Do we live in a tax paradise?

How NZ compares to Australia and the US. With special feature audio.

For a society that provides a full range of services aren't we remarkably low-taxed in New Zealand? I was comparing notes with my Australian-based brother this week, and the differences are stark.

Our top income tax rate is 33%, and we have no capital gains tax, while property rates (for me in Auckland) are just 0.29% of assessed value. We also have GST of 15%.

In Australia they pay 49% top tax rate (45% + 2% +2%). They also pay tax on any capital gains – the net capital gains are simply added to the taxable income but net capital losses can't be deducted from income. The family home is exempt from capital gains but ordinary investments are not. You can get some relief by placing your money into a super fund – and you can self-manage this – but money going in is still taxed at 15% and is limited. If you contribute too much, then the excess is taxed at 47%, and if your total income is over $300,000 in a year then there is another 15%. GST in Australia is also more complex than here, though lower at 10%.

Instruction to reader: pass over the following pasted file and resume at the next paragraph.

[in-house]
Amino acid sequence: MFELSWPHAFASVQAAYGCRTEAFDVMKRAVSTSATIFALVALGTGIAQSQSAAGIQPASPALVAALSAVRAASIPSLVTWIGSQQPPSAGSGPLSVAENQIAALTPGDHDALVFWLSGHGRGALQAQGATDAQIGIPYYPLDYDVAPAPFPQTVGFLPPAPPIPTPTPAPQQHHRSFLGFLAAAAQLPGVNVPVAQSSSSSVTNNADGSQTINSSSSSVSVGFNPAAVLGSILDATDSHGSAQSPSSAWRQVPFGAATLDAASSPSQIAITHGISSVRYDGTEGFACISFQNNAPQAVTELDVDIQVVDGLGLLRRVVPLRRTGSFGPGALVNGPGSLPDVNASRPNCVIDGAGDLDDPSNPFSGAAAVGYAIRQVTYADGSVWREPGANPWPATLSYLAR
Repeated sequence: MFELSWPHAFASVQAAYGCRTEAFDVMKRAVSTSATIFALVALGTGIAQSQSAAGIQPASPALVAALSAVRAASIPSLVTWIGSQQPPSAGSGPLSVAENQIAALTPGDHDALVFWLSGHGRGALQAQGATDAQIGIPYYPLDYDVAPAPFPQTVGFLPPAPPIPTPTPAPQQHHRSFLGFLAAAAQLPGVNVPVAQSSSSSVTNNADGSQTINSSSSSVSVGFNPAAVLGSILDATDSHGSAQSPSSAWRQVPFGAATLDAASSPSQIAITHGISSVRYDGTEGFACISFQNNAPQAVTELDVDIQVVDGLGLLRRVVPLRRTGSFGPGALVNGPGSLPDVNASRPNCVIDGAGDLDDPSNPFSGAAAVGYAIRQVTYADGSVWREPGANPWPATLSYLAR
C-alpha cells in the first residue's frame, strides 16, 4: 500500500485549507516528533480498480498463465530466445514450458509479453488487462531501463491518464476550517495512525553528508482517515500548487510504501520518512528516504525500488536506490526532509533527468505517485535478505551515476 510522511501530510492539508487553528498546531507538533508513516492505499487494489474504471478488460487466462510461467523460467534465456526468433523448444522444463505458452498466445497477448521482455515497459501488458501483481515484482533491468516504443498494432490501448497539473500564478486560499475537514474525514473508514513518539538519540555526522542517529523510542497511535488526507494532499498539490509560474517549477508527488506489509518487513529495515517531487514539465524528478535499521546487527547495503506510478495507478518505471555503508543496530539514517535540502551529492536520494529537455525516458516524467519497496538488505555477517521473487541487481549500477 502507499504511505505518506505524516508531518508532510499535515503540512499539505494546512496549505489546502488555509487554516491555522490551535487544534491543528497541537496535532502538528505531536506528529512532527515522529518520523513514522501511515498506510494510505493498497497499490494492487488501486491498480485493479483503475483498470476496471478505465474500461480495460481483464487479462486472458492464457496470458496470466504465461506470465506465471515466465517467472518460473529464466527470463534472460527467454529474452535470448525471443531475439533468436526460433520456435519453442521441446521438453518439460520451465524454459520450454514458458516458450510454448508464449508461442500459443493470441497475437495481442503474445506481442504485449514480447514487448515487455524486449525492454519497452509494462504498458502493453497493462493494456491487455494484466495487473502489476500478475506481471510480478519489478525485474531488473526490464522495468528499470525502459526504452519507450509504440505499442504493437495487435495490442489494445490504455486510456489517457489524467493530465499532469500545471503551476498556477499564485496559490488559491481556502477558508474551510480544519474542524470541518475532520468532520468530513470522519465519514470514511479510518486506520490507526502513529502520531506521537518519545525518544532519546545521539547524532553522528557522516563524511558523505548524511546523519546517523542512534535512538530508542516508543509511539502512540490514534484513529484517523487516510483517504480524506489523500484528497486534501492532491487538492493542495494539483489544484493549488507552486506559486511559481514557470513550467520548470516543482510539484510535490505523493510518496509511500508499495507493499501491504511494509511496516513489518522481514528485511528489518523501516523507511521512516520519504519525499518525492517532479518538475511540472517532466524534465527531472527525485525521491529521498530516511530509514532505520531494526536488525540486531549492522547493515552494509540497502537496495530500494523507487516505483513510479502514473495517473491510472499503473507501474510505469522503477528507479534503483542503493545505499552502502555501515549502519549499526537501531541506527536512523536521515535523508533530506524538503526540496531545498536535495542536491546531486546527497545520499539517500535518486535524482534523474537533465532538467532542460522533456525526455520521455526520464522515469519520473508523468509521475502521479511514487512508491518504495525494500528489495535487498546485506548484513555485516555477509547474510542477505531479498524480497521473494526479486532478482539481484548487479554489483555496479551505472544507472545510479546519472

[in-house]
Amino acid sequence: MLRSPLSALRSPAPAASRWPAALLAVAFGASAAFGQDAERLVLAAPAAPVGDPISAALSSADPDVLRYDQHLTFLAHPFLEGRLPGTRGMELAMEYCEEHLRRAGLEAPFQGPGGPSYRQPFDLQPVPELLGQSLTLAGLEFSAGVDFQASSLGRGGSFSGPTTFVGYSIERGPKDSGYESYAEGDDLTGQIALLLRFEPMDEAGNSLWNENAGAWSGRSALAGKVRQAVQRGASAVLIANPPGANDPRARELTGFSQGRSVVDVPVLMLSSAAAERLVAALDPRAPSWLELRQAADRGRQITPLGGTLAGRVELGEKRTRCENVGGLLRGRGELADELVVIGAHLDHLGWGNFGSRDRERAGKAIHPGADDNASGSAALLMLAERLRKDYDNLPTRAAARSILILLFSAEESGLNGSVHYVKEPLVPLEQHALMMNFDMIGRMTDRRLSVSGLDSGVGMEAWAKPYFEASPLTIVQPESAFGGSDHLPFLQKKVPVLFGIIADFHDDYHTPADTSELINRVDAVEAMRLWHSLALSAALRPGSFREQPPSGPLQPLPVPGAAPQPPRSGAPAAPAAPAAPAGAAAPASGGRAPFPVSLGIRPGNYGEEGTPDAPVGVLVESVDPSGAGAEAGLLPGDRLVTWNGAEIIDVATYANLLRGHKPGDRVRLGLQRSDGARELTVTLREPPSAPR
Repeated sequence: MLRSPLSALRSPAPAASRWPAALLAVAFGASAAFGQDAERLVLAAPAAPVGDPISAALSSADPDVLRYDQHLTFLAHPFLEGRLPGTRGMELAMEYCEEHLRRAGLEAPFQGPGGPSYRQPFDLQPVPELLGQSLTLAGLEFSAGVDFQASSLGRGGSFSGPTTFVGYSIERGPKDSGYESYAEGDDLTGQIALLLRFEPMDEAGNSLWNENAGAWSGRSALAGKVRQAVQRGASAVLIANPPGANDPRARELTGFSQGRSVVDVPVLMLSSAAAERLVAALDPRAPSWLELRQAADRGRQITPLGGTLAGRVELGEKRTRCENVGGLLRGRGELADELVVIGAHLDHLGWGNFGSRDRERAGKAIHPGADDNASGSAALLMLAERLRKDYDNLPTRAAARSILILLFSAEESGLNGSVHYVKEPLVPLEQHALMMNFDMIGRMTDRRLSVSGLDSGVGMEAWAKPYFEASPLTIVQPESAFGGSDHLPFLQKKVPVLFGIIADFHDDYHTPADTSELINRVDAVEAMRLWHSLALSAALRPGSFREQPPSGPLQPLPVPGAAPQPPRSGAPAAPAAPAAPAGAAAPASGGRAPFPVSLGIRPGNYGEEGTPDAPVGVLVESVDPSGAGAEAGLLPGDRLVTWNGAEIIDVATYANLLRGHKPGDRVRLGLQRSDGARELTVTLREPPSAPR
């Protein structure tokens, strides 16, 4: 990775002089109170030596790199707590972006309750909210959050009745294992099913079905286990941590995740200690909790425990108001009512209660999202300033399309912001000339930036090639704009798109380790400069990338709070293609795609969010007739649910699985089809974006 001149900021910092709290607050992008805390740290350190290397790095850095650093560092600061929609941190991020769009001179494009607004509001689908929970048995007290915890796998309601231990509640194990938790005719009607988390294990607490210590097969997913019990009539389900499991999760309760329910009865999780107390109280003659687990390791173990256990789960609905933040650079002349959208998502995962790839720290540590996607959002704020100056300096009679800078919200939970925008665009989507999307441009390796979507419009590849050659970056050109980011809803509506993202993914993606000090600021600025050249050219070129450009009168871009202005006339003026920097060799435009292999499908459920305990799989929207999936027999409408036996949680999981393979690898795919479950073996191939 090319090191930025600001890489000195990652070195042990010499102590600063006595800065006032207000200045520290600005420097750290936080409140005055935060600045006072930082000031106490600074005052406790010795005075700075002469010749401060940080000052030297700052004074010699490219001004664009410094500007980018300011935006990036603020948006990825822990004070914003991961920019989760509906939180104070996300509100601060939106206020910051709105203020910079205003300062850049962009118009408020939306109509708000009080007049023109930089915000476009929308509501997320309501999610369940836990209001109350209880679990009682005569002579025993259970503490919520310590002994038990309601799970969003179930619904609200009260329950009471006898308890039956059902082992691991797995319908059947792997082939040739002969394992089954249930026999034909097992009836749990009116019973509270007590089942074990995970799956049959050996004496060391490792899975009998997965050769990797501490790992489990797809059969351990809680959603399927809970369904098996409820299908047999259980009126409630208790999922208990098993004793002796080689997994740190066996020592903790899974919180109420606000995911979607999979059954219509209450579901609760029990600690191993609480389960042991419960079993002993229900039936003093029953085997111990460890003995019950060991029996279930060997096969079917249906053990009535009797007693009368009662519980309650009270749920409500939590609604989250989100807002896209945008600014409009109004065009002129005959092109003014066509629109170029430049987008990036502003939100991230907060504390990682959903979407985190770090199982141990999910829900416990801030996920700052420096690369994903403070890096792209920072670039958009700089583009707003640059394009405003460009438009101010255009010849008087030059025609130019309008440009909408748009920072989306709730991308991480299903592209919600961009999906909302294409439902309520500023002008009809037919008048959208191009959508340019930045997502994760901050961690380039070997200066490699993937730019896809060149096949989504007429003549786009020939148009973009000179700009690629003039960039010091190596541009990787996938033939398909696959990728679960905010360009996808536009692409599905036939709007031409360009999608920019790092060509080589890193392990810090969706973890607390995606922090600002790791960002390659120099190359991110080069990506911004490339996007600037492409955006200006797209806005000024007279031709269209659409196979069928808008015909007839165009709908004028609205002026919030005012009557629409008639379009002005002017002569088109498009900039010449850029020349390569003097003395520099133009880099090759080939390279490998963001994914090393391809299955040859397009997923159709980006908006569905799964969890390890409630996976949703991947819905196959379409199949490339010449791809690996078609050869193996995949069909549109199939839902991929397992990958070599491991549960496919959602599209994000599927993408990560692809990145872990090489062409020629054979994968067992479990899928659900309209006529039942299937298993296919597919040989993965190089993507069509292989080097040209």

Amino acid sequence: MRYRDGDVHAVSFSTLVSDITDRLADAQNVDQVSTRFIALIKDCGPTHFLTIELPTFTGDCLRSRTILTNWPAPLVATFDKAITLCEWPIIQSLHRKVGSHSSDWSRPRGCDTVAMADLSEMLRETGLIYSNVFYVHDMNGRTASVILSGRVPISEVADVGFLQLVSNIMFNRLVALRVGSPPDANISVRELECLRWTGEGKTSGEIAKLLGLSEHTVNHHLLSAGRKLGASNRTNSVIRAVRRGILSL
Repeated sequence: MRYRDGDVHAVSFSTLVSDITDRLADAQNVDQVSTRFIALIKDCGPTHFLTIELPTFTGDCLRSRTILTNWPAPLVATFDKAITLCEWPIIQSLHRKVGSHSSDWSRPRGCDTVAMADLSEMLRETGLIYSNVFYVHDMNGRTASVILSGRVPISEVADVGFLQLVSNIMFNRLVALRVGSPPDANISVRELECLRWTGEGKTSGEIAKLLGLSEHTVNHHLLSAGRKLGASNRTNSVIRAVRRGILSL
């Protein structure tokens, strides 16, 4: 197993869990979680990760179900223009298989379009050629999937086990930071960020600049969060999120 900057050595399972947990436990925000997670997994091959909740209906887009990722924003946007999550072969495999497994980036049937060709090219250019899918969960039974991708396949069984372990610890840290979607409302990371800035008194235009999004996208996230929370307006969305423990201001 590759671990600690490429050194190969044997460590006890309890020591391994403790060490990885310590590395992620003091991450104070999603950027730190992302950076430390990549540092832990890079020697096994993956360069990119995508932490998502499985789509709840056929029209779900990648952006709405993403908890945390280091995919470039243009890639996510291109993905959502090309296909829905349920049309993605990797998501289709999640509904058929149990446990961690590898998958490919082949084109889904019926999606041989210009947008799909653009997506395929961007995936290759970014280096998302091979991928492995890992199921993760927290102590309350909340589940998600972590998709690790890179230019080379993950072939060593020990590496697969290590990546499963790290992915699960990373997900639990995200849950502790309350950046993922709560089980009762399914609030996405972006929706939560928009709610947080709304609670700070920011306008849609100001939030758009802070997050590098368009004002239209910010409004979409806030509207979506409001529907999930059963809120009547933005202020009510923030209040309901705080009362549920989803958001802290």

Whew – as you can see it's also a much more complicated system – you'll probably need a lot more expensive advice than here in New Zealand.

In the US the top tax rates are over 40% just for the federal component, then you add state tax, not to mention health insurance and all the other things that their state does not provide. It gets over 50%. Sure their system is so rigged and wretched so that the effective rate for the wealthy is lower – so be prepared to pay a lot to a CPA as well. Let's not get started on the absurdities of cascading regional taxes, nor regional taxes on  goods and services. It's all incredibly expensive, complicated, and biased towards the extremely wealthy. 

I like it here – our tax system is understandable and efficient. Sure we can do better, but it's worth pausing now and then to say "well done" to a series of governments. 

Lance Wiggs is the founder of Punakaiki Fund, which invests in high-growth New Zealand-based companies. He is a member of two Return on Science investment committees and has helped over 40 companies as an independent practitioner through NZTE’s Better by Capital program. He writes at Lancewiggs.com

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